As I sat in my university halls, chuckling away, I never thought I would see this day. Back then, the only thing more worn out than my video of The Office series one was the quotes we would relentlessly repeat – some of which are still part of my vocabulary today.
Yet more than a decade on here he was – the Brentmeister General, the “brilliant singer-songwriter”, in the flesh and in Bristol.
For the thousands of Ricky Gervais addicts who had snapped up tickets for his one-off Colston Hall gig in less than five minutes, it must have been surreal.
Many, if not all, would have seen Gervais in stand-up before. But for his most famous, fictional, cult character to be taking centre stage was a real treat. And for the true purists, he didn’t disappoint.
Face adorned with rock ‘n’ roll shades and that trademark bitten bottom lip, Brent opened with Ooh La La and Life on The Road.
It was not until Slough – the “factually accurate” ode to Brent’s home – that those present truly started to get involved. It was one in the eye for poet Sir John Betjeman, who slated the town and got a tongue-lashing from Brent in The Office.
Lady Gypsy, the not-so-romantic tale of how he lost his virginity, got the most laughs, preceding two previously unfinished numbers from The Office, Spaceman Came Down and Paris Nights (Goodnight my Sweet Princess).
Then the gig took a more “multi-cultural” feel, as Brent was at pains to point out. He was joined on stage by rapper-cum-comedian-cum-self-confessed-geek Doc Brown, who had done a sterling job during his 20-minute set in the second warm-up slot.
Equality Street, Lonely Cowboy and Ain’t No Trouble provided sing-along moments from around the world, peppered with comedy.
Brent’s most famous “hit”, Freelove Freeway, was saved for the encore, before he ended with an unexpected festive treat.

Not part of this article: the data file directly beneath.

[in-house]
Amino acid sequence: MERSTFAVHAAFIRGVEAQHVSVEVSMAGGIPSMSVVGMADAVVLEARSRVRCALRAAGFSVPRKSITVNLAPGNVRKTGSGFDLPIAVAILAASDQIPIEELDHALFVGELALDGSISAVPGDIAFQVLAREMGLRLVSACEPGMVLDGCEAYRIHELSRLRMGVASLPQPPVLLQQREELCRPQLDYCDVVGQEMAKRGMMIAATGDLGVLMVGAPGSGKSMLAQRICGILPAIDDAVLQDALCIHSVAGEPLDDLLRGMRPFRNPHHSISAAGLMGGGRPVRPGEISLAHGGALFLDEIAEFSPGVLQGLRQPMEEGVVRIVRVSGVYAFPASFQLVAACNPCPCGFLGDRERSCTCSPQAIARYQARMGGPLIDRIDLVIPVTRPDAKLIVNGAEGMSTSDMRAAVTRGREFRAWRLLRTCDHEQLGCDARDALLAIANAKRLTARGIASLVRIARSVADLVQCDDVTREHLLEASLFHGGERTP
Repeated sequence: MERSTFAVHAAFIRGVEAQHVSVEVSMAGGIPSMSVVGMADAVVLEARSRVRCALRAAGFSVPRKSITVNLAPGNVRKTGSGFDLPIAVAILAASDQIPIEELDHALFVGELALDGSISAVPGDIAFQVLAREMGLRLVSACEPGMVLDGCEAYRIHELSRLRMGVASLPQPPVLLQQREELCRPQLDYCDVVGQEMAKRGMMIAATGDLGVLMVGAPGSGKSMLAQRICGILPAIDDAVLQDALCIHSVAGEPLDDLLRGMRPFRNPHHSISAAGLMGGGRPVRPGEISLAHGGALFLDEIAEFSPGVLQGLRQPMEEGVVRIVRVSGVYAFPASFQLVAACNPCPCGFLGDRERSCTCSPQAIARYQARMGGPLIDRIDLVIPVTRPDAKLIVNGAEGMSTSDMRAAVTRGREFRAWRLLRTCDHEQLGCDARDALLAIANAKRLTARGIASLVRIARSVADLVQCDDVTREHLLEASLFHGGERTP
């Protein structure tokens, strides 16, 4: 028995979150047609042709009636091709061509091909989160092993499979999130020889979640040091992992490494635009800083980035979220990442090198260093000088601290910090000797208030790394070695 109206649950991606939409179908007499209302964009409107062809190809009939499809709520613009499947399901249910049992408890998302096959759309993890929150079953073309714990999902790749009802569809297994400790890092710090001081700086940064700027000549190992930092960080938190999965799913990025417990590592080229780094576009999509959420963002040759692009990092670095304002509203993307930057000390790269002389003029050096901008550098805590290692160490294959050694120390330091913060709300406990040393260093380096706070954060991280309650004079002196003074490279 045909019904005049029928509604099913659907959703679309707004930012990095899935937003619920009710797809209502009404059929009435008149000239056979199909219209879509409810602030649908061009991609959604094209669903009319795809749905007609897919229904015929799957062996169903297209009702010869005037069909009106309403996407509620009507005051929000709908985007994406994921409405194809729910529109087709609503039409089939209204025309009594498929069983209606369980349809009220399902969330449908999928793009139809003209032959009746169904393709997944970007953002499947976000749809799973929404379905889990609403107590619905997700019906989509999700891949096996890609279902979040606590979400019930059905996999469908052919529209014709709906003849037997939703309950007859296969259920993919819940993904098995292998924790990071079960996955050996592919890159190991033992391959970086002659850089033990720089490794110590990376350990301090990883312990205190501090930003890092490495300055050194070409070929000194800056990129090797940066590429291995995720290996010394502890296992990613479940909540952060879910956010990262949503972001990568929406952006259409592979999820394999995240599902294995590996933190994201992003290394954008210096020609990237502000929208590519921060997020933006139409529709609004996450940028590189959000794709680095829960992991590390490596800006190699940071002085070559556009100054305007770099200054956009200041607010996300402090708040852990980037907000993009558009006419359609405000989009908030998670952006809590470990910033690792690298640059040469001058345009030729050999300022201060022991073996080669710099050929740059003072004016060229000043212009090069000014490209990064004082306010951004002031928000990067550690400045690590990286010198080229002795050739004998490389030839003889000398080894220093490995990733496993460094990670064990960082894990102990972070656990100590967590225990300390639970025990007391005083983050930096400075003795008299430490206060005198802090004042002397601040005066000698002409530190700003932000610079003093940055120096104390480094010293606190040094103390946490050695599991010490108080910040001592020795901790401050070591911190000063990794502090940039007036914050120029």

Don’t Cry, It’s Christmas, a cruel but infectious lullaby for a dying orphan called Timmy, was performed as “snow” fell from the Colston Hall ceiling.
For avid fans of The Ricky Gervais Show podcasts it rang a familiar bell, but for the less well-informed it was an extra surprise and its first public outing.
For those after more comedy than music, there was just enough if you take into account the warm-up stand-up sets from Romesh Ranganathan and Doc Brown.
Yes, the time Brent and his band Foregone Conclusion were on stage was little more than 45 minutes.
But don’t forget, the album-worth of tracks Gervais has created have been penned around the umpteen other projects he has been working on, filming and promoting on both sides of The Atlantic.
Although it was a return to his first love, the music is only one avenue in his entertainment empire and should not be strolled down in isolation.
There will be some knockers, but Gervais won’t care. He did what he always does better than anyone – gave the fans Brent always aimed to please what they wanted.
Their joy may be encased in rose-tinted nostalgia, but who cares? They didn’t, I don’t. It was a once-in-a-lifetime opportunity to see a comedy hero.